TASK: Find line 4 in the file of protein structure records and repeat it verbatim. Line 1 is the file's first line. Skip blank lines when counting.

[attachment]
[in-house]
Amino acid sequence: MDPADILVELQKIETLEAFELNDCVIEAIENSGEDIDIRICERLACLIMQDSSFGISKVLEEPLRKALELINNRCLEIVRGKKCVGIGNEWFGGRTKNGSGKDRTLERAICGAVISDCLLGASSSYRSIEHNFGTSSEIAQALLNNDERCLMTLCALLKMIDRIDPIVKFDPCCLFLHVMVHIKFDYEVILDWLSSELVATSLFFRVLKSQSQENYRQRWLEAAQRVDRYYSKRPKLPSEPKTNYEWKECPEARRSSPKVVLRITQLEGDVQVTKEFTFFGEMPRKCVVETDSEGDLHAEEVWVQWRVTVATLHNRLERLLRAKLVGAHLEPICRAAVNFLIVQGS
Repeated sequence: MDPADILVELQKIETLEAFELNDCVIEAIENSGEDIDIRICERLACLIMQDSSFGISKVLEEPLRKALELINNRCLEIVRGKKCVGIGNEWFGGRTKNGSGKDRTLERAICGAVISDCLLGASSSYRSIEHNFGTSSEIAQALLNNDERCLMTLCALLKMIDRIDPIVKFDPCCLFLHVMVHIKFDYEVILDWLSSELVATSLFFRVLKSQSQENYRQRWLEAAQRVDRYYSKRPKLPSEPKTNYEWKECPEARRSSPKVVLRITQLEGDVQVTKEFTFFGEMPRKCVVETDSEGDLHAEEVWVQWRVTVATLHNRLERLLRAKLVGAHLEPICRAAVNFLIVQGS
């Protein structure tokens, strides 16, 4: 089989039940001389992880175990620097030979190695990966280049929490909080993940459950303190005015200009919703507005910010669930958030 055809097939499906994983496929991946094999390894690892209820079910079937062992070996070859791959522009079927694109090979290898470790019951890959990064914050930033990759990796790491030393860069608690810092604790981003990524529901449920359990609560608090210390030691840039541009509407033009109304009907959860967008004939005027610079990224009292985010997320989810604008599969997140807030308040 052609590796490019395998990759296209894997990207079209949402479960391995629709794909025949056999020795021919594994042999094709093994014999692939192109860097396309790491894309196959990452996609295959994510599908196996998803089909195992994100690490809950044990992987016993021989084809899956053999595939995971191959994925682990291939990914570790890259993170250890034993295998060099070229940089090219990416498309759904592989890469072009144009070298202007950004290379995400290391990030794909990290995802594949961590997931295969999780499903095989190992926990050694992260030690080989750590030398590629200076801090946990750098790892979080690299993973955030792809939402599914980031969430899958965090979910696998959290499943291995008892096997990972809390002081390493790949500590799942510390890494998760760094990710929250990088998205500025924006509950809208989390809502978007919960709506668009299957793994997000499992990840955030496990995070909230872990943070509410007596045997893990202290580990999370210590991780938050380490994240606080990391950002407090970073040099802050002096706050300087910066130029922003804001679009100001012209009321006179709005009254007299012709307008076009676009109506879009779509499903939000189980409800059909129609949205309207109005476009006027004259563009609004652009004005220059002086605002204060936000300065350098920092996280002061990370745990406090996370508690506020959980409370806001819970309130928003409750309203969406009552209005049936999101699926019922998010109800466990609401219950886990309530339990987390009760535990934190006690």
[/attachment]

């Protein structure tokens, strides 16, 4: 089989039940001389992880175990620097030979190695990966280049929490909080993940459950303190005015200009919703507005910010669930958030 055809097939499906994983496929991946094999390894690892209820079910079937062992070996070859791959522009079927694109090979290898470790019951890959990064914050930033990759990796790491030393860069608690810092604790981003990524529901449920359990609560608090210390030691840039541009509407033009109304009907959860967008004939005027610079990224009292985010997320989810604008599969997140807030308040 052609590796490019395998990759296209894997990207079209949402479960391995629709794909025949056999020795021919594994042999094709093994014999692939192109860097396309790491894309196959990452996609295959994510599908196996998803089909195992994100690490809950044990992987016993021989084809899956053999595939995971191959994925682990291939990914570790890259993170250890034993295998060099070229940089090219990416498309759904592989890469072009144009070298202007950004290379995400290391990030794909990290995802594949961590997931295969999780499903095989190992926990050694992260030690080989750590030398590629200076801090946990750098790892979080690299993973955030792809939402599914980031969430899958965090979910696998959290499943291995008892096997990972809390002081390493790949500590799942510390890494998760760094990710929250990088998205500025924006509950809208989390809502978007919960709506668009299957793994997000499992990840955030496990995070909230872990943070509410007596045997893990202290580990999370210590991780938050380490994240606080990391950002407090970073040099802050002096706050300087910066130029922003804001679009100001012209009321006179709005009254007299012709307008076009676009109506879009779509499903939000189980409800059909129609949205309207109005476009006027004259563009609004652009004005220059002086605002204060936000300065350098920092996280002061990370745990406090996370508690506020959980409370806001819970309130928003409750309203969406009552209005049936999101699926019922998010109800466990609401219950886990309530339990987390009760535990934190006690």